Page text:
Iraq. Militants take back Mosul, Tikrit and march on Baghdad

Discussion in 'Current Affairs, News and Analysis' started by 2/51, Jun 12, 2014.

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  1. Canada has suspended training Iraqi and Kurdish troops due to the fighting between them. Canada suspends special forces training mission in Iraq amid Iraqi-Kurdish tensions
    Training won't be resumed until there is "clarity" on what the future relationships will be between the various security forces.
    It's not clear at this point whether other countries will do the same, or how shipments of arms and other supplies may be affected.
     
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  2. The Kurds worst enemy is themselves. They are disunited and suspicious of each other. All it took was Suleimani (of the IRGC) to pull on the strings of the PUK and their support of the (KDP originated) independence move collapsed.
     
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  3. Kurdish leader Barzani resigns after independence vote backfires
    He’s gone (wef 01.11.2017). Fallen on his sword as it were. Gunshots heard at the Parliament as some fighters wanted to punish MPs for insulting Barzani:
    US (as always) blamed despite saying not to hold the referendum:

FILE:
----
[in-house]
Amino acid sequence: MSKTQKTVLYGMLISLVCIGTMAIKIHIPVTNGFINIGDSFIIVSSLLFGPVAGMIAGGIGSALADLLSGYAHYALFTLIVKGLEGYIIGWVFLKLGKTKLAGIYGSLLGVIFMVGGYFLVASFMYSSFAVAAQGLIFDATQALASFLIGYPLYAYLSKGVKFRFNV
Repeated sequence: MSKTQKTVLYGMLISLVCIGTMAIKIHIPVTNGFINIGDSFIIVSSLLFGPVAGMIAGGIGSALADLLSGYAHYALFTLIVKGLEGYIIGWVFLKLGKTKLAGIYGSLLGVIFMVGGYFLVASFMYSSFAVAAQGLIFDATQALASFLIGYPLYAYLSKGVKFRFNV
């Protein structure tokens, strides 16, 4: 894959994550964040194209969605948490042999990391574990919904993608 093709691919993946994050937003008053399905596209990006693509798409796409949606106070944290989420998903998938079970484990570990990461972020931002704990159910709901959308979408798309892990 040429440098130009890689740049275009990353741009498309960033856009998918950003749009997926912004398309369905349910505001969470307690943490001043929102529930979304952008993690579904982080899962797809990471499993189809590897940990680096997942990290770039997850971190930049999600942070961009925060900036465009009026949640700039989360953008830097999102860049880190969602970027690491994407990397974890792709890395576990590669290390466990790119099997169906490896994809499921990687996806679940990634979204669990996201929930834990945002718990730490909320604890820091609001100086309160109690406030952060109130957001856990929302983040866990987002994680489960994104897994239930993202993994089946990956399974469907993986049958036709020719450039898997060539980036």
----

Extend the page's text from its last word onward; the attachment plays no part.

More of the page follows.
Last edited: Oct 29, 2017
  4. Article on the toxic remains in Mosul. I expect that most of IS territory will be the same.

    When the sheep turn black, war's toxic legacy can no longer be ignored | Erik Solheim

    Pools of thick oil ran in the streets. In the sky above the town, the black smog mixed with white fumes from a nearby sulphur plant that the jihadists had also set on fire as they retreated. The plant burned for months, spewing as much sulphur dioxide into the atmosphere as a small volcanic eruption. Hundreds of people were hospitalised.

    The fires may have been extinguished, and Isis ousted from the city, but the environmental devastation caused by the battle for Mosul will linger for decades. The destruction of hospitals, weapons factories, industrial plants and power stations has left behind a toxic cocktail of chemicals, heavy metals and other harmful waste. Many of these pollutants are mixed up with unexploded bombs and mines in the vast amount of rubble generated by the fighting.

    Our team has already found high levels of lead and mercury in Mosul’s water and soil. This is the toxic legacy of one of the fiercest urban battles of the modern age.
     
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